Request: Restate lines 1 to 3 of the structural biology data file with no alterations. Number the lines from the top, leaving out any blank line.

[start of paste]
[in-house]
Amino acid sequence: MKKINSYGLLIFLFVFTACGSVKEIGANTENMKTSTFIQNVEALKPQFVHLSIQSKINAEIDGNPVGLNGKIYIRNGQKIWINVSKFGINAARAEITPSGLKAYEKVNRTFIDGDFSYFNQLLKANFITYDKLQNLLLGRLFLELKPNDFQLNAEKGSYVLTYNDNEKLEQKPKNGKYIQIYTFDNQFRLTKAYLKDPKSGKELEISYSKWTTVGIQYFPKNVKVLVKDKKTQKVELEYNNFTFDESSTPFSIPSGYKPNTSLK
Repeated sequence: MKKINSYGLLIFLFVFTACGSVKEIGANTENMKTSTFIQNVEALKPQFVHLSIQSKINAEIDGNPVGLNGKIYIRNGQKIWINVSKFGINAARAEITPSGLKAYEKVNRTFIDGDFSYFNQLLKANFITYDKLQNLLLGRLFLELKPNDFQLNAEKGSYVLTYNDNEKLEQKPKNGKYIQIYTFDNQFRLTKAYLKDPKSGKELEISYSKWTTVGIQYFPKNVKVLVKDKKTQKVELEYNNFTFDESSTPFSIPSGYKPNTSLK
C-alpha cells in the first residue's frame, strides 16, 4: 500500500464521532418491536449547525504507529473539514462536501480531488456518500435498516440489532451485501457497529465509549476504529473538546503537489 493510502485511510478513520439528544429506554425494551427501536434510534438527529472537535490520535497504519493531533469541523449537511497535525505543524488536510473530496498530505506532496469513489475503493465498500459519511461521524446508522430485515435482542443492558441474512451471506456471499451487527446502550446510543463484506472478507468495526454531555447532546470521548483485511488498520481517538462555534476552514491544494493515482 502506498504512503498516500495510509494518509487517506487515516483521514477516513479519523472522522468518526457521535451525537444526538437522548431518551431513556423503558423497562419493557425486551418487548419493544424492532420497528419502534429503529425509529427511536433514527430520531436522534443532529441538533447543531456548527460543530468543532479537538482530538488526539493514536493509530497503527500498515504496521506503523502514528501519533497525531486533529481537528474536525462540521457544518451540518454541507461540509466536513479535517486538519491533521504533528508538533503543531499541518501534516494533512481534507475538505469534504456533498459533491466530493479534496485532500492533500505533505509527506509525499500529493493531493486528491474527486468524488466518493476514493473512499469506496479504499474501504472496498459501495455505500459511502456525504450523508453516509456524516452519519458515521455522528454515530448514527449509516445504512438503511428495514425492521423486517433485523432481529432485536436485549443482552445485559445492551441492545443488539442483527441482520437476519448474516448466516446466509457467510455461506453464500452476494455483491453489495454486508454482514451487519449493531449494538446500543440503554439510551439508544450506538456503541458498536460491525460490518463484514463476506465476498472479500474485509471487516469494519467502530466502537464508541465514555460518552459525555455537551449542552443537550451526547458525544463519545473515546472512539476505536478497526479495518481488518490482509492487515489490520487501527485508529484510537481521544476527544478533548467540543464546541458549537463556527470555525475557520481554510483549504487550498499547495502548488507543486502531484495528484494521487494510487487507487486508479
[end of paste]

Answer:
[in-house]
Amino acid sequence: MKKINSYGLLIFLFVFTACGSVKEIGANTENMKTSTFIQNVEALKPQFVHLSIQSKINAEIDGNPVGLNGKIYIRNGQKIWINVSKFGINAARAEITPSGLKAYEKVNRTFIDGDFSYFNQLLKANFITYDKLQNLLLGRLFLELKPNDFQLNAEKGSYVLTYNDNEKLEQKPKNGKYIQIYTFDNQFRLTKAYLKDPKSGKELEISYSKWTTVGIQYFPKNVKVLVKDKKTQKVELEYNNFTFDESSTPFSIPSGYKPNTSLK
Repeated sequence: MKKINSYGLLIFLFVFTACGSVKEIGANTENMKTSTFIQNVEALKPQFVHLSIQSKINAEIDGNPVGLNGKIYIRNGQKIWINVSKFGINAARAEITPSGLKAYEKVNRTFIDGDFSYFNQLLKANFITYDKLQNLLLGRLFLELKPNDFQLNAEKGSYVLTYNDNEKLEQKPKNGKYIQIYTFDNQFRLTKAYLKDPKSGKELEISYSKWTTVGIQYFPKNVKVLVKDKKTQKVELEYNNFTFDESSTPFSIPSGYKPNTSLK